The movie “The Wolf of Wall Street,” directed by Martin Scorsese, begins with an advertisement for the brokerage firm Stratton Oakmont. The commercial leads us to believe that the brokerage firm is a venerable American institution, a pillar of financial stability, as traditional, trustworthy, and established as if the Mayflower passengers had etched the very name into Plymouth Rock.
Cut to the nightmarish circus of a rollicking party on the trading floor of the company, not unlike what we’ve imagined went on in Rome before the fall, and then freeze frame on the billionaire brokers tossing a dwarf at a huge velcro target, verbally and figuratively abusing the little guy.
The story that follows the fictional commercial amounts to a nonstop barrage of drug-fueled decadence. Terence Winter adapted this story from the memoir of a real-life stockbroking con artist named Jordan Belfort.
It has been said that the film is a distant relative of the book, and it has also been said that the book is a distant relative of the truth. The film “The Wolf of Wall Street” was given the title “Scarface for Douchebags” on the poster that was designed by Uproxx. The poster is humorous and honest.
The framing of the film as a crime movie, despite the fact that it was obviously meant to be a joke, draws attention to the many parallels between Scorsese’s film and the gangster genre, and it begs the question of whether or not Belfort is even worse than the fictional mobsters from which the director appears to draw inspiration.
It’s possible that the director is the foremost expert on charismatic sociopaths in cinema, but Henry Hill or Nicky Santoro don’t stand a chance against Leonardo DiCaprio’s title character, the wolf.
The brokers in this movie represent an age of careless self-indulgence and greed. They are like thugs with fountain pens instead of guns; they will slice and dice your bank account and put your savings in a vise rather than on your head.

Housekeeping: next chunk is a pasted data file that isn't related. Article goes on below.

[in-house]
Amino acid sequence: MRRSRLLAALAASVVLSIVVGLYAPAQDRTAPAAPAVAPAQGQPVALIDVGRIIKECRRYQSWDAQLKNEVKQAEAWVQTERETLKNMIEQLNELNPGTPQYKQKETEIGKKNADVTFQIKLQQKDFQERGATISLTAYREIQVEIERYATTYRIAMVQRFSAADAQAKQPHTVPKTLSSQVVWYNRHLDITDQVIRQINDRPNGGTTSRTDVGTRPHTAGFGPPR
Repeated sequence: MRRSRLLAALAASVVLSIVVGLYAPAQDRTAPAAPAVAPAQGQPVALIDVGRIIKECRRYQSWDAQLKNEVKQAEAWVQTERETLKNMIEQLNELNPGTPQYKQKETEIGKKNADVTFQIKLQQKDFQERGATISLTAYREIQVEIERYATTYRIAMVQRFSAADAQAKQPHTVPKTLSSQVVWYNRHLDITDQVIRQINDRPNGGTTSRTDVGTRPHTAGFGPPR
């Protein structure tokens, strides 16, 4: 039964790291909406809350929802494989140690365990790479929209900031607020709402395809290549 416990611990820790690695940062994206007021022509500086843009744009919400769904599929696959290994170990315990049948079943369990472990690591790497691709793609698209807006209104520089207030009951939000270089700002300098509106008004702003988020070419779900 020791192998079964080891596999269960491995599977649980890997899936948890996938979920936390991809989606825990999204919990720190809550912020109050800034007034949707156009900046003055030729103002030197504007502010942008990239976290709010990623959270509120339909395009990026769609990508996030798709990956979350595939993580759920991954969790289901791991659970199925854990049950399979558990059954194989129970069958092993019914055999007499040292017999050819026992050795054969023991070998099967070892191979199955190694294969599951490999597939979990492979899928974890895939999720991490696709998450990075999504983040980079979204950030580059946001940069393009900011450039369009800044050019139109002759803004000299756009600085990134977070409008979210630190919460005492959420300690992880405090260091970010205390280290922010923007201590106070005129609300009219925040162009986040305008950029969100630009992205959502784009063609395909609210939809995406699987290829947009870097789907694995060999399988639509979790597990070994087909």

Ideology, genre, and auteur by Robin Wood begins with a definition of the American capitalist ideology, which can be understood as the set of principles and presumptions that are exemplified and supported by traditional Hollywood films.
The ideas that Wood presents can be summed up as a list of contradictions, ranging from the glorification of success and wealth to what Wood refers to as the Rosebud syndrome, which is the concept that money isn’t everything and that money corrupts; the ideal of marriage and family as opposed to the image of the perfect man as an unencumbered adventurer; the white picket fence small-town life as opposed to the sophisticated city career; and so on.
The ideology that has been presented is far from being monolithic; rather, it is inherently fraught with tensions that cannot be resolved.
The argument that Wood puts forward is that the development of genres is rooted in exactly this type of ideological contradiction, with each genre navigating a different set of characteristics, or a different facet, of the ideology. In other words, ideological contradiction was the driving force behind the development of genres.
In a similar vein, Robert Ray, in his book A Certain Tendency of the Hollywood Cinema, argues that the primary function of popular American film is to reconcile values that are incompatible with one another.
Ray places his research at the intersection of various theories of overdetermination and transformation in order to provide an explanation for the development of the Hollywood film industry. Marxism, mythological research, and psychoanalytic theory are the three schools of thought that are brought together in his investigation.
Important to my analysis of the genre and the ideology in The Wolf of Wall Street is Ray’s engagement with Levi-Strauss’ idea that myths, as transformations of basic dilemmas and contradictions that in reality cannot be resolved, enable a single cultural anxiety to assume different shapes in response to an audience’s changing needs. This idea is at the heart of The Wolf of Wall Street. Putting forward the presumption that the myths are true.